Before the Web 2.0 revolution made contacting friends and colleagues via social networking sites infinitely simple, there was another method of keeping in touch: instant messaging. It has allowed us to chat and videoconference with others at virtually any hour from virtually any location, but its one limitation has been the lack of interoperability between different chat clients. Adium, a Mac-based instant messaging service, consolidates several of the most popular (and some of the more obscure) services into one sleek interface. It may not be as feature-rich as other IM clients, but there’s plenty to like.
Chat with Virtually Anyone
Downloading the 20.8MB file from Adium’s Web site took a relatively long 3 minutes using our Wi-Fi connection, but setting up our contact lists was far swifter. After we began the installation process, Adium prompted us to key in our various instant messenger usernames and passwords, and we were immediately logged into each service. Adium supports just about every messenger client around: AIM, Apple Bonjour, Gadu-Gadu, Google Talk, ICQ, Jabber, LiveJournal Talk, Lotus Sametime, MobileMe, MSN Messenger, MySpace IM, Novell Groupwise, QQ, and Yahoo. If your contacts have more than one IM account, their handles can be merged together into a single entry. Mousing over a contact launches a pop-up window that shows all of their IM clients, the ones they’re signed into, and an enlarged buddy icon.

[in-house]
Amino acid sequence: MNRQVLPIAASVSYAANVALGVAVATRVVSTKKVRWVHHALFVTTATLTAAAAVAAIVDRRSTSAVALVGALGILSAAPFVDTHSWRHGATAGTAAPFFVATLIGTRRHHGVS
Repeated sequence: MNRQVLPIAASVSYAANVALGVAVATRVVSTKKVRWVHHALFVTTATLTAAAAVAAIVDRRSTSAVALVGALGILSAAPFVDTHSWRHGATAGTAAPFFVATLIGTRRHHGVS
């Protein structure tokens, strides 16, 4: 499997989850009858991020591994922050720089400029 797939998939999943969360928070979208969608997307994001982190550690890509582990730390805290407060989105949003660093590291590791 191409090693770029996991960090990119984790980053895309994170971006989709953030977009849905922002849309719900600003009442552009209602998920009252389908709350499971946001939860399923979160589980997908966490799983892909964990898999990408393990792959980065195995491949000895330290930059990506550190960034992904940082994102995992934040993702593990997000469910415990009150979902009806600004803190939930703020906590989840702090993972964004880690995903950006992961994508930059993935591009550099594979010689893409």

Easy to Use, but with Limitations
Contacts appear on a single, highly customizable buddy list, for which users can select from a number of skins, the window layout, menu bar icons, status icons, service icons, emoticons, and opacity level. When an IM is received, the cute Adium duck icon, which resides in the OS X dock, flaps his wings to grab your attention and displays the number of unread messages (you can turn the animation off if it becomes annoying). Conversations appear in a tabbed window, and you can toggle through them by holding the Apple key and pressing the left and right arrow keys.
While you can send files and links to contacts, we would’ve liked the ability to send e-mail or check our Facebook pages directly from the chat client, as you can with Digsby, another IM aggregator (which isn’t yet compatible with Macs). Adium does not currently support voice or video chatting either, but according to the company’s Web site, it’s in the works. It does, however, offer Off-the-Record Messaging, which encrypts conversations with a password, so no one else can read your exchanges. In addition, numerous plug-ins such as Adium Time Zone (which let us specify a time zone for each contact) and Skype (which let us chat using the popular VoIP service, so long as Skype was running) give Adium extra functionality.
If Web conferences are essential, we recommend Meebo, a rival multi–IM chat client that’s also available for Macs, and one that makes use of a notebook’s webcam and mic. Otherwise, Adium is a cool, basic way to stay in touch with buddies online. Its laundry list of compatible IM clients separate it from the competition, and it is a useful tool for those looking to communicate with friends, family, and colleagues.